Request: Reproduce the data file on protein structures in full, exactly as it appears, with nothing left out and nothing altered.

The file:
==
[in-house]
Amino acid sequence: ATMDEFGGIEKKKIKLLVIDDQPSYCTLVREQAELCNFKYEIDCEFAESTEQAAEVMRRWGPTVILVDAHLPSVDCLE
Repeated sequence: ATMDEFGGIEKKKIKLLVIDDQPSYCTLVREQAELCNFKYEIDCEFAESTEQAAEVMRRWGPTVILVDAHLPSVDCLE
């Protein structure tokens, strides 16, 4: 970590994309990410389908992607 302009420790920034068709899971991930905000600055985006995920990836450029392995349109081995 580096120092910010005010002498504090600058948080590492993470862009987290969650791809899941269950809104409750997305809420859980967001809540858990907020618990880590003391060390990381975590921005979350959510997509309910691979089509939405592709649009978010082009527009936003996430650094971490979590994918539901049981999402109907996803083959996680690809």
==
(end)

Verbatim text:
[in-house]
Amino acid sequence: ATMDEFGGIEKKKIKLLVIDDQPSYCTLVREQAELCNFKYEIDCEFAESTEQAAEVMRRWGPTVILVDAHLPSVDCLE
Repeated sequence: ATMDEFGGIEKKKIKLLVIDDQPSYCTLVREQAELCNFKYEIDCEFAESTEQAAEVMRRWGPTVILVDAHLPSVDCLE
């Protein structure tokens, strides 16, 4: 970590994309990410389908992607 302009420790920034068709899971991930905000600055985006995920990836450029392995349109081995 580096120092910010005010002498504090600058948080590492993470862009987290969650791809899941269950809104409750997305809420859980967001809540858990907020618990880590003391060390990381975590921005979350959510997509309910691979089509939405592709649009978010082009527009936003996430650094971490979590994918539901049981999402109907996803083959996680690809």